Community engagement grants: 2023 review

Everyone should have access to the opportunities they need to design the future they want. That core belief drives the Gates Foundation’s work around the world and in our home state of Washington, where we work at the local, regional, and state level.

In the Seattle region, our Community Engagement team is guided by the legacy of Bill Gates Sr., the first employee of the Gates Foundation. He worked tirelessly to address challenges and create opportunities for his neighbors to flourish. We continue to honor Bill Gates Sr. by supporting solutions that address the most pressing issues facing our local community.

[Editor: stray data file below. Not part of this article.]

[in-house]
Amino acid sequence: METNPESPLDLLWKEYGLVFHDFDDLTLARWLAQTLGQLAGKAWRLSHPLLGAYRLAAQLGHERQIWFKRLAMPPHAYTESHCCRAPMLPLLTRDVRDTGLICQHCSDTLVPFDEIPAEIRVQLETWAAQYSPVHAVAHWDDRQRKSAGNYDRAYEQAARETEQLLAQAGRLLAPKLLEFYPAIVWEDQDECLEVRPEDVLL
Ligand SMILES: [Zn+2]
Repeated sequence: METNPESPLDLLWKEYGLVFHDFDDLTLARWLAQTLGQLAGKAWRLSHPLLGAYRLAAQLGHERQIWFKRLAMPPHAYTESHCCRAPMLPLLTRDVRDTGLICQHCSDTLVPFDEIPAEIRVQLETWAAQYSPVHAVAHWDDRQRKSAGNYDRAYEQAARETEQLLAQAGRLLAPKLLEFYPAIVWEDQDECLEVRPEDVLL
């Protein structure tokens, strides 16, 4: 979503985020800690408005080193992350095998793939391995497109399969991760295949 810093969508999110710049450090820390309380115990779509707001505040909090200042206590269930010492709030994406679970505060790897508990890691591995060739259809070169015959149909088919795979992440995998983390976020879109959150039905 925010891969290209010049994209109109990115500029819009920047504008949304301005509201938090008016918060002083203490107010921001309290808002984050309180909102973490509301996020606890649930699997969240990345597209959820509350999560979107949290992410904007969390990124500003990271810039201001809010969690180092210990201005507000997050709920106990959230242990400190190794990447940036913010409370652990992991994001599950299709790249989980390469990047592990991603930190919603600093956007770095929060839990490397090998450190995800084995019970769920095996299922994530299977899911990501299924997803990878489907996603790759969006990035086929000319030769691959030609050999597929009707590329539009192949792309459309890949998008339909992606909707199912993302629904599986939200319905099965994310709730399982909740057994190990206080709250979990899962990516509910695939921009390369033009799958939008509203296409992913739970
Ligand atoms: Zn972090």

“I think about Bill Sr. every day; he set the bar for how the Community Engagement team endeavors to ‘show up,’” shared Community Engagement Director Amy Carter. “He listened attentively, and used the privilege we hold as funders with care and responsibly. The challenges facing our community are hard but together, we can – and are – making things a bit better for the community. He said it so well: ‘There is one lesson I’ve learned over the years as a father, lawyer, activist, and citizen which stands above all the others….it is this: We are all in this life together and we need each other.’”

Through both proactive and responsive grants, our Community Engagement team partners with local organizations closest to the needs of their neighbors and neighborhoods. These grants focus on emerging community needs and issues like housing security and homelessness, racial equity, support for immigrants and refugees, and strengthening the nonprofit sector.

summary grant making